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Old 02-17-2009, 10:23 AM   #1
channi3
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Registered: Jan 2008
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Question Programming the K-Menu


Hi, I'm starting a project on programming the K-Menu applet within Linux, but I have absolutely no experience on this, I had a few classes with Java, so I'm comfortable with the basics.

So my question is, Where can i find the source code for the K-Menu applet? I've been googling around and only found compiled versions of it (.tar.gz files).

And also, do i just use a simple text-editor to edit the source code, or is there an IDE to do so? I learnt that i can compile the source code using something like JavaC.

Any Help appreciated

Thanks
-Channi3
 
Old 02-17-2009, 10:54 AM   #2
jdkaye
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I would start on the kde website
http://www.kde.org/
You should find the source code (or a link to it) there.
cheers,
jdk
 
Old 02-17-2009, 05:36 PM   #3
digerati1338
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The .tar.gz is the source code. Binaries would generally have .deb or .rpm. It is called a gzipped tar archive. To extract it, run tar -xzvf source.tar.gz. You will then have a directory containing the source. To compile it, you will use the g++ c++ compiler, or something similar. g++ is usually used on gnu systems. The general way to compile from source is to run
Code:
# ./configure
# make
# make install
You should read the readme packaged with the source to determine if that is correct. Also, you may not want to run the last line if you don't want to install it on your system.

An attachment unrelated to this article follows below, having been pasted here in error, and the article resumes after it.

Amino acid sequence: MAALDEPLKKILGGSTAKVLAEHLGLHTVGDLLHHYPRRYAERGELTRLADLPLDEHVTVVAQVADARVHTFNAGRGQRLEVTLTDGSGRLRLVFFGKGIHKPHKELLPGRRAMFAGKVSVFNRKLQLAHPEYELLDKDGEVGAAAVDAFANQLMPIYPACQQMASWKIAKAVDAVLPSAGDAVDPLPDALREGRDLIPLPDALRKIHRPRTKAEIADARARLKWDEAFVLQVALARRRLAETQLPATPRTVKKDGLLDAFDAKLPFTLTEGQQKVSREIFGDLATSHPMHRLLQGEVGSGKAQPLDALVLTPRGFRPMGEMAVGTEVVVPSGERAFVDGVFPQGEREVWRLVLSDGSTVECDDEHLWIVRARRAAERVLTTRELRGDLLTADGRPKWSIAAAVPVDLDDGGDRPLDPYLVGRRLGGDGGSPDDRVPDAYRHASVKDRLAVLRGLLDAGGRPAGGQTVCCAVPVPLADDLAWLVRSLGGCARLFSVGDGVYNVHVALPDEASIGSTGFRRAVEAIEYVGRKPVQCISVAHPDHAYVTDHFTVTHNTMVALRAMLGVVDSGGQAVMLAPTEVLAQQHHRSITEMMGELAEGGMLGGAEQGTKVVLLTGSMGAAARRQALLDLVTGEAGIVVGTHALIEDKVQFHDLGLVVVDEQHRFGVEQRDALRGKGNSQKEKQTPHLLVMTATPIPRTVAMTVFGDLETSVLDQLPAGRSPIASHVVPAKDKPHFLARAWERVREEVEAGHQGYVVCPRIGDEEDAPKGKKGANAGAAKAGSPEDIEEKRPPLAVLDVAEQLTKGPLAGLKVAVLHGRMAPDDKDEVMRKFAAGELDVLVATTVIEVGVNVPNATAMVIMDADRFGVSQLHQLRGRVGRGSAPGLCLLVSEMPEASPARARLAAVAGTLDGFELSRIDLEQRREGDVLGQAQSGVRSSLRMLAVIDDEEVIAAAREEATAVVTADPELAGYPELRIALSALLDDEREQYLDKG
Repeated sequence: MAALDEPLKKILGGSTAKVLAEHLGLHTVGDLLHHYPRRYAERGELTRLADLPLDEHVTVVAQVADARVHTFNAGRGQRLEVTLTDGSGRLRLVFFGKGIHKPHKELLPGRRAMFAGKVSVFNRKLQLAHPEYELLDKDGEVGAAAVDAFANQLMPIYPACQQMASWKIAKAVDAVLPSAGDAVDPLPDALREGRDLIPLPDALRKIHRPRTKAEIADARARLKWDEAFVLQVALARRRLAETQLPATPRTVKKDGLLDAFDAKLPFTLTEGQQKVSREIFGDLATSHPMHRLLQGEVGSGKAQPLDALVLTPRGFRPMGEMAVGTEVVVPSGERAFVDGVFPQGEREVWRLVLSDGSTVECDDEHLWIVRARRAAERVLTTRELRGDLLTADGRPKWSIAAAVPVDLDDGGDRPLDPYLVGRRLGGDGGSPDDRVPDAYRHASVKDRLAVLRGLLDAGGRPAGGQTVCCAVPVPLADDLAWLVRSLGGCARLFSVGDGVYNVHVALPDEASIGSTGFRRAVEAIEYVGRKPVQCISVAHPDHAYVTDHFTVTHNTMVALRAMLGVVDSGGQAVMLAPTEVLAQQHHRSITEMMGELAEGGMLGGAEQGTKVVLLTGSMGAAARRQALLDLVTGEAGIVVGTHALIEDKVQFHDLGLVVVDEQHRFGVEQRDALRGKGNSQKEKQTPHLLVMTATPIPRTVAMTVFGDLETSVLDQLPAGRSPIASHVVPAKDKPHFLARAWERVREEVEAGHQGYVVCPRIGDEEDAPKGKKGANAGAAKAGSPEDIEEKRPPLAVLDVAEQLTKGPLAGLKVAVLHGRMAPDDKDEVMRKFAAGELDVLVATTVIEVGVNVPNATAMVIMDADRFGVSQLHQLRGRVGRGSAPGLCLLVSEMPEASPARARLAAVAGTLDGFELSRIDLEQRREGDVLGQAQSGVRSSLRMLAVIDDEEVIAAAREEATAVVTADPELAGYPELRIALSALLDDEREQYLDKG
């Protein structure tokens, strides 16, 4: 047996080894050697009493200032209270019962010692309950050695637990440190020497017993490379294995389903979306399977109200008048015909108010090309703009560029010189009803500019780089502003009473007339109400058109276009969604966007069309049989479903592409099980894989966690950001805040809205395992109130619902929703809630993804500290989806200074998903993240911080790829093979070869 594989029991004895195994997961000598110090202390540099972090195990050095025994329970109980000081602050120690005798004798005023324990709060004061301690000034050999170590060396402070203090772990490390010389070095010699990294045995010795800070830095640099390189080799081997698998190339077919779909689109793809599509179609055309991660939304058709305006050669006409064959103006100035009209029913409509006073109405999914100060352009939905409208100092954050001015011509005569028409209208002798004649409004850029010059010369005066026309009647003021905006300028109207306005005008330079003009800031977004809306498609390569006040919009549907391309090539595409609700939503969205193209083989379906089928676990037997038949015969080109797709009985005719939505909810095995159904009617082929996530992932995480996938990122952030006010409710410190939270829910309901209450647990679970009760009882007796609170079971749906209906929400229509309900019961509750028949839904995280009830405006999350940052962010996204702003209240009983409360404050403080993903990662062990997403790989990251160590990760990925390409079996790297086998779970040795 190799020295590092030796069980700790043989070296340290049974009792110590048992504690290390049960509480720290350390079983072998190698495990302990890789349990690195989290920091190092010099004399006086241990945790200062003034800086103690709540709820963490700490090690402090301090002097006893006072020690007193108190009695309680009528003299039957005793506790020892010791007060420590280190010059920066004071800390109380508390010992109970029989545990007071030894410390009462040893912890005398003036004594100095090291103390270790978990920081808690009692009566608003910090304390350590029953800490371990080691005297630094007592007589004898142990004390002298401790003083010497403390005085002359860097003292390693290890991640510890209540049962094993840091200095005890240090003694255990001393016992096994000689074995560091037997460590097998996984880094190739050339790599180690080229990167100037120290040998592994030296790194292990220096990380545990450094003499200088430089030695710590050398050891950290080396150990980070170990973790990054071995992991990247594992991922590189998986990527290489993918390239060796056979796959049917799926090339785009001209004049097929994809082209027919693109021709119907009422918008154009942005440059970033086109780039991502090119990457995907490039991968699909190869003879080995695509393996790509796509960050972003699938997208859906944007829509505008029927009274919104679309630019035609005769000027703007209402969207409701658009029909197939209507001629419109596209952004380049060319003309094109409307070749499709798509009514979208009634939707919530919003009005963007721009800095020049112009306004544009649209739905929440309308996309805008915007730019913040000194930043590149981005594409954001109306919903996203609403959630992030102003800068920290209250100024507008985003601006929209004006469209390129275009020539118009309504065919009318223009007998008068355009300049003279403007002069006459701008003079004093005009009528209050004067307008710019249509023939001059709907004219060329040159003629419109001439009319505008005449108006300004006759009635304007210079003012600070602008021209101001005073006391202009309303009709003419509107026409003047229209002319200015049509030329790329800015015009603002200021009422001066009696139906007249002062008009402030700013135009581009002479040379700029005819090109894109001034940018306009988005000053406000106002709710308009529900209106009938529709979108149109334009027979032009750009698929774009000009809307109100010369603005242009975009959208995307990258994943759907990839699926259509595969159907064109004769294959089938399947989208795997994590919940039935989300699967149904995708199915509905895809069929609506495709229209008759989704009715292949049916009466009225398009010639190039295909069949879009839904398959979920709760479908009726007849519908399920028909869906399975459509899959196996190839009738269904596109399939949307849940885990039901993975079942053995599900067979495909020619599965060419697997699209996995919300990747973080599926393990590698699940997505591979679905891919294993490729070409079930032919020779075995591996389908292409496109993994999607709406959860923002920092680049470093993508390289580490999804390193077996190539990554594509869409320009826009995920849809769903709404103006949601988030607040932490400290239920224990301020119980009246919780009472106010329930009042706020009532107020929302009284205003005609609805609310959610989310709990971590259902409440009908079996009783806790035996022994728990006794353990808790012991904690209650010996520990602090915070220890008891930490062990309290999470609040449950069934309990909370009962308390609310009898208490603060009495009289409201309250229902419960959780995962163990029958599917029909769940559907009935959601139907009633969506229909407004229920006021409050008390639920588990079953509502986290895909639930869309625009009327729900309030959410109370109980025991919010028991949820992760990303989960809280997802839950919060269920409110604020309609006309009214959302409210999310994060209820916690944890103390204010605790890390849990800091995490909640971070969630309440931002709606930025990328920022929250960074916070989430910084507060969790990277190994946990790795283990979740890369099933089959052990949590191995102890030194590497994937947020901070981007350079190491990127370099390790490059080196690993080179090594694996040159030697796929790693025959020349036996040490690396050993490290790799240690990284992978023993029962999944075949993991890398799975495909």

You can use whichever IDE or text editor you'd like to edit source files. I personally prefer emacs.
 
Old 02-18-2009, 12:37 AM   #4
jdkaye
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Quote:
Originally Posted by digerati1338 View Post
The .tar.gz is the source code. Binaries would generally have .deb or .rpm. It is called a gzipped tar archive. To extract it, run tar -xzvf source.tar.gz. You will then have a directory containing the source. To compile it, you will use the g++ c++ compiler, or something similar. g++ is usually used on gnu systems. The general way to compile from source is to run
Code:
# ./configure
# make
# make install
You should read the readme packaged with the source to determine if that is correct. Also, you may not want to run the last line if you don't want to install it on your system.

You can use whichever IDE or text editor you'd like to edit source files. I personally prefer emacs.
Actually this is not entirely correct. Binaries are often distributed in tar.gz or tar.bz2 format. Check out Mozilla applications (FFx and TBird), ATI proprietary drivers, Adobe stuff, Google stuff and you will find binaries that are packaged not as debs or rpms but in tar.gz/tar.bz2 format. They may also offer packages but there are plenty of cases where they don't. Moral: if the OP talks about a tar.gz file you cannot assume that it's source code.
Cheers,
jdk
 
  


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